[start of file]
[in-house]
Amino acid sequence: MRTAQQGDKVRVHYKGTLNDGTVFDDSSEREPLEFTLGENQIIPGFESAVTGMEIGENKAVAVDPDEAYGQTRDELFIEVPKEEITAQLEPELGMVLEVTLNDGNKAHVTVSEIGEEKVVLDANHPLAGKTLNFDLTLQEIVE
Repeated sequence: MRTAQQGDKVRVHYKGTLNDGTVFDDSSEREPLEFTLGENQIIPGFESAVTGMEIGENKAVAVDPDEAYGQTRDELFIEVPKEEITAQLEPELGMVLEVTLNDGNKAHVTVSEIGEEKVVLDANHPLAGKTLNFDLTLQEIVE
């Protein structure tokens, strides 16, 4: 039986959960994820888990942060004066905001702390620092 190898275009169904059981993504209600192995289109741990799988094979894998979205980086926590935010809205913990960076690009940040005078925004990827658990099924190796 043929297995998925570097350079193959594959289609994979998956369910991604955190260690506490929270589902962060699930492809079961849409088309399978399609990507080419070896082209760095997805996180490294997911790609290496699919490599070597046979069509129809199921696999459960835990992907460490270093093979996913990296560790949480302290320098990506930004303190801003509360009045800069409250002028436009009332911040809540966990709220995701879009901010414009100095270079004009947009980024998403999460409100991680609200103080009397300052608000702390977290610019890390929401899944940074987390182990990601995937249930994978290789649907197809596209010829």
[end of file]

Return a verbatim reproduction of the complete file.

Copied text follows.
[in-house]
Amino acid sequence: MRTAQQGDKVRVHYKGTLNDGTVFDDSSEREPLEFTLGENQIIPGFESAVTGMEIGENKAVAVDPDEAYGQTRDELFIEVPKEEITAQLEPELGMVLEVTLNDGNKAHVTVSEIGEEKVVLDANHPLAGKTLNFDLTLQEIVE
Repeated sequence: MRTAQQGDKVRVHYKGTLNDGTVFDDSSEREPLEFTLGENQIIPGFESAVTGMEIGENKAVAVDPDEAYGQTRDELFIEVPKEEITAQLEPELGMVLEVTLNDGNKAHVTVSEIGEEKVVLDANHPLAGKTLNFDLTLQEIVE
């Protein structure tokens, strides 16, 4: 039986959960994820888990942060004066905001702390620092 190898275009169904059981993504209600192995289109741990799988094979894998979205980086926590935010809205913990960076690009940040005078925004990827658990099924190796 043929297995998925570097350079193959594959289609994979998956369910991604955190260690506490929270589902962060699930492809079961849409088309399978399609990507080419070896082209760095997805996180490294997911790609290496699919490599070597046979069509129809199921696999459960835990992907460490270093093979996913990296560790949480302290320098990506930004303190801003509360009045800069409250002028436009009332911040809540966990709220995701879009901010414009100095270079004009947009980024998403999460409100991680609200103080009397300052608000702390977290610019890390929401899944940074987390182990990601995937249930994978290789649907197809596209010829």